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Island Flora & Fauna

Eliel · 4103

Offline Eliel

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on: April 09, 2015, 10:54:30 PM
The following are wild plants and animals found by region.  Planted crops and herbs as well as kept livestock can be found here.

Northern Mountains/Forests (click or scroll down)

Swamps & Marshes

Coast

Plants
Sea oats [edible]
Smooth cordgrass
Coastal wattle [edible flowers, seeds, dye]
White correa [tea]
Seaside ragwort
Yellow pimelea
Westringia
Native spinach [edible]
Dotted horse mint [edible, tea, medicinal, incense, fragrant oil]
Saint John's wort [tea, medicinal]

Animals
Sandpiper
Ibis

Saltwater
Blue crabs, Lobster, Shrimp, Oysters, Clams, Sturgeon, Spotted sea trout, Red bass, Tuna,
Dolphins

Central and Southern Etla

Trees
Pencil cedar [fruit, tea, medicinal, incense, insecticide]
Red maple [syrup, seeds, medicinal, dye, basketry]
Tulip poplar [medicinal, dye]
White hickory
Sycamore [edible leaves, seedpods, medicinal]
Pecan [nuts, medicinal]
Magnolia [edible flowers, medicinal, fragrant oil]
Live oak [seeds, coffee substitute, medicinal, tannin]
Apple [fruit, pectin, cyanide, medicinal]

Shrubs/Plants/Flowers
Yellow jasmine [tea, medicinal]
Flowering quince [fruit, medicinal, cyanide]
Trumpet vine [medicinal]
Bay [herb, medicinal, fragrant oil]
Holly [medicinal]
Ferns [miscellaneous]
Blackberry [edible, dye, medicinal, fiber]
Osmanthus
Morning glory [medicinal]
Wood lily
Thistle [edible, medicinal, paper]
Wild Rose [fruit, seeds, medicinal, tannin, dye]
Trumpet vine [medicinal]
Clematis [medicinal, fiber],
White fringed campion [soap]
Trillium [edible, medicinal]
Gandelion [greens, wine, coffee substitute, dye, cosmetic]
Lily of the valley [dye, medicinal, poison, fragrant oil]
Red clover [edible, tea, medicinal, dye]
Red and white onions [edible, medicinal, dye]
Common speedwell [medicinal, tea]

Animals
White tailed deer, Cottontail rabbit, Raccoon, Squirrel, Boar, Mink, Fox, Wolf, Toad, Tortoise, Wren, Woodpecker, Sparrow, Wood stork, Wild horse [southwest]


The following are imaginary species unique to Etla. I would like to extend thanks to everyone who offered suggestions and assisted me in brainstorming and editing to make this list possible. You know who you are.

Newald's Cat- Discovered by the uninventive explorer Rolph Newald, these miniature monsters are not, despite appearance to the contrary, members of the feline family at all but related far more closely to the similarly ill-named "fisher cat", of the weasel family. Singularly vicious, for being a mere three inches from nose to rump, a newald [six or more] of these animals is capable of taking down a full grown stag, and will happily do so. Though it is possible to tame them if a litter may be found before the infant cats' eyes open, aptly nicknamed "Hell Kittens" usually attack on sight and are more often found in civilized society as coats made of their luxurious, mink-like fur, instead of as pets.

Frayer- Small long-clawed insectivore lizards, the frayers get their name from their purported ability to 'fray' reality. A favorite quarry of young boys, these creatures are nearly impossible to catch, simply popping out of existence to avoid hunters of all kinds. In actuality, the lizard creates a tiny pocket dimension of its own to hide in until such time as it feels it is safe to return to the prime material plane. [Any and all relation to Anne McCaffrey's fire lizard is purely in the mind of the reader. These do not even have wings, much less chew firestone and eat thread.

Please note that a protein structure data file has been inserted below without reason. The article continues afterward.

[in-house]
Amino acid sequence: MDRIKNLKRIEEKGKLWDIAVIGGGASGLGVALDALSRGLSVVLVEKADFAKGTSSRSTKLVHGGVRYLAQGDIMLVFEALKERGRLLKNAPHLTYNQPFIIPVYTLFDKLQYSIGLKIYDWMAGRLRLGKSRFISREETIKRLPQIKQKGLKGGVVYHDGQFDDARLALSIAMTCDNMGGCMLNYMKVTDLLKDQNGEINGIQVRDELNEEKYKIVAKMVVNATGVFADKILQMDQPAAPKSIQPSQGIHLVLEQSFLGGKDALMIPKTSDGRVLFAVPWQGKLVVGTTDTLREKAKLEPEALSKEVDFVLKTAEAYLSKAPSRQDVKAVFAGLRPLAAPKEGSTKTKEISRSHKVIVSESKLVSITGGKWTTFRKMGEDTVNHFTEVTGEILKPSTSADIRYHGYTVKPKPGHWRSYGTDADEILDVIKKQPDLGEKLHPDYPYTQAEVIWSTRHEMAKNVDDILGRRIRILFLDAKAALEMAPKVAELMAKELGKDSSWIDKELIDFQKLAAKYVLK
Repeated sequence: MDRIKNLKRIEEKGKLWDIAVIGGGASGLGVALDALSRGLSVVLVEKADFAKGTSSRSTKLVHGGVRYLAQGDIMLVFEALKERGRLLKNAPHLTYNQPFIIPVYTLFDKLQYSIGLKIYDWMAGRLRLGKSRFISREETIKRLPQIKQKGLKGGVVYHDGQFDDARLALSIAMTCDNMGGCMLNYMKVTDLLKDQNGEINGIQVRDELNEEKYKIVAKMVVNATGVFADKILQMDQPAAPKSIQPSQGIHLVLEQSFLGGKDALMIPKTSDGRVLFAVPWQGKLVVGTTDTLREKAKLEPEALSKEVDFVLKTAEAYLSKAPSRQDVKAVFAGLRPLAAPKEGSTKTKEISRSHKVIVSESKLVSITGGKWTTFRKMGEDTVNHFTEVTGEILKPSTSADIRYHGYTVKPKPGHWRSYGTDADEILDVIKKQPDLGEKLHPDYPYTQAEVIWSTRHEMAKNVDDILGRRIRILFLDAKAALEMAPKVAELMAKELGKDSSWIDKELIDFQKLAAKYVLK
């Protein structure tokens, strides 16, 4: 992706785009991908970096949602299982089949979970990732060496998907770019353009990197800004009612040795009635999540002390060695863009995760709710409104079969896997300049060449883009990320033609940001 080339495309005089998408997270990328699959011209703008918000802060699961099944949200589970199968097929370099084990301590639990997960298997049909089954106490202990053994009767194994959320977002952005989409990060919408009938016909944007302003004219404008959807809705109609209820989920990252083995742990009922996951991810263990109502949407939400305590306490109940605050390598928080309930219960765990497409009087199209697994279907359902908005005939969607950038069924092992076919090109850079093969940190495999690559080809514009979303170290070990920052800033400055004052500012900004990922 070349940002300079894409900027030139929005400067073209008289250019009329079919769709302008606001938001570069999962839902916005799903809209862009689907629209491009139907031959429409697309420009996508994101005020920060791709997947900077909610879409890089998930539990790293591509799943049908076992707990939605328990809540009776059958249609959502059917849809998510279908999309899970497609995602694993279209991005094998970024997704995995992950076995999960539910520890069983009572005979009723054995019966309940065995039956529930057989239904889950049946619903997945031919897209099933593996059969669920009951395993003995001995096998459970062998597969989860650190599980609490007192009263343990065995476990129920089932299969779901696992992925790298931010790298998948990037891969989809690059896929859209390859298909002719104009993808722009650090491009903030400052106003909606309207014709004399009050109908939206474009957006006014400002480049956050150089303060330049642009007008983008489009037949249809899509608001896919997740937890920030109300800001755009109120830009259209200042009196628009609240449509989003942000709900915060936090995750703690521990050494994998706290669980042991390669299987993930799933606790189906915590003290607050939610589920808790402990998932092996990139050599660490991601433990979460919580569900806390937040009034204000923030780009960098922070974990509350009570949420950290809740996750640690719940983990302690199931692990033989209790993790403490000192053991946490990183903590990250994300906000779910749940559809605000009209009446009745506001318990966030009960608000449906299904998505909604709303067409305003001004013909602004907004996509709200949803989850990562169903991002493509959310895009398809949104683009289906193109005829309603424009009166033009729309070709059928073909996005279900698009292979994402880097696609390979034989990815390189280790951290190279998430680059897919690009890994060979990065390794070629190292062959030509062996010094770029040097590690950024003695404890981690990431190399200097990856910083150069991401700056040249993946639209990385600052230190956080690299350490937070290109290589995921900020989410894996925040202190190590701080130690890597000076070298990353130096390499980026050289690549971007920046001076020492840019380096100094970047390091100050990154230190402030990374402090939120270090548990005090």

Squamatele- Resembling the furless hybrid of a spider monkey and a lizard, the tailless creatures grow to be a foot in hight at most. They have a scruff of stiff yellowed fur and what appear to be porcumpine-like quills ringing neck, wrists, and ankles. These creatures exude a noxious ooze that is meant to protect them by appearing unpalatable to any hunters. Long fingers and toes allow them to swing, leap from, or climb, trees to retrieve insects, bird eggs, pupae of flutterbyes, and other such delicacies as their Draegir partners are too large and clumsy to get themselves. They rely on the protection of the tribes to keep the predators away in return for their usefulness.

Chicaj Herb- Not actually  a plant at all but a hybrid susbspecies of weeping willow. The shrublike creature can actually move of its own accord to seek more fertile ground on spidery root-feet, though at a speed no greater than a meter an hour. The thorny-laden viny branches, which it uses to suck moisture and nutrients from the ground in lieu of its ineffective 'feet', have proven useful as a gooey, purple, memory enhancing syrup when boiled together with ground Lern horn. If it feels threatened, however, the plant will attack with its vines and harvesting has become the purview of either the very brave, the heavily armored, or the very craftiest of herbalists who often keep a pet Chicaj to harvest as needed.

Spiderweed- A small footnote amongst the flora of the grasslands is the spiderweed. With its tiny eight-petaled orchid-like flowers, and long teardrop-shaped leaves covered in cobwebby hairs, it is easy to identify, but difficult to spot low among the roots of the long grasses on which the wild horses of the Southwest graze.

Goldenpearl Rushes- This plant grows along the shores of lakes and streams, bearing long round 'leaves' typical of rushes, tiny pale flowers and yellow 'fruit' the size of a finger or thumbnail around a single tiny seed texturally reminiscent of water chestnuts and tasting of almonds. Given the annoyance of harvesting these from the depths of the swamp, they are considered quite a delicacy.

Charnel Bloom- a scarlet flower of unprecedented loveliness, the charnel bloom grows only where fires have burned, primarily in the wake of wildfires but also frequently in the ashes of a pyre, hence its name. As no one is going to go about setting wildfires on the off chance one will bloom, they are obscenely hard to find, and similarly expensive. The gifting of one is considered the utmost sign of devotion. To date, none have bloomed when grown out of their natural habitat.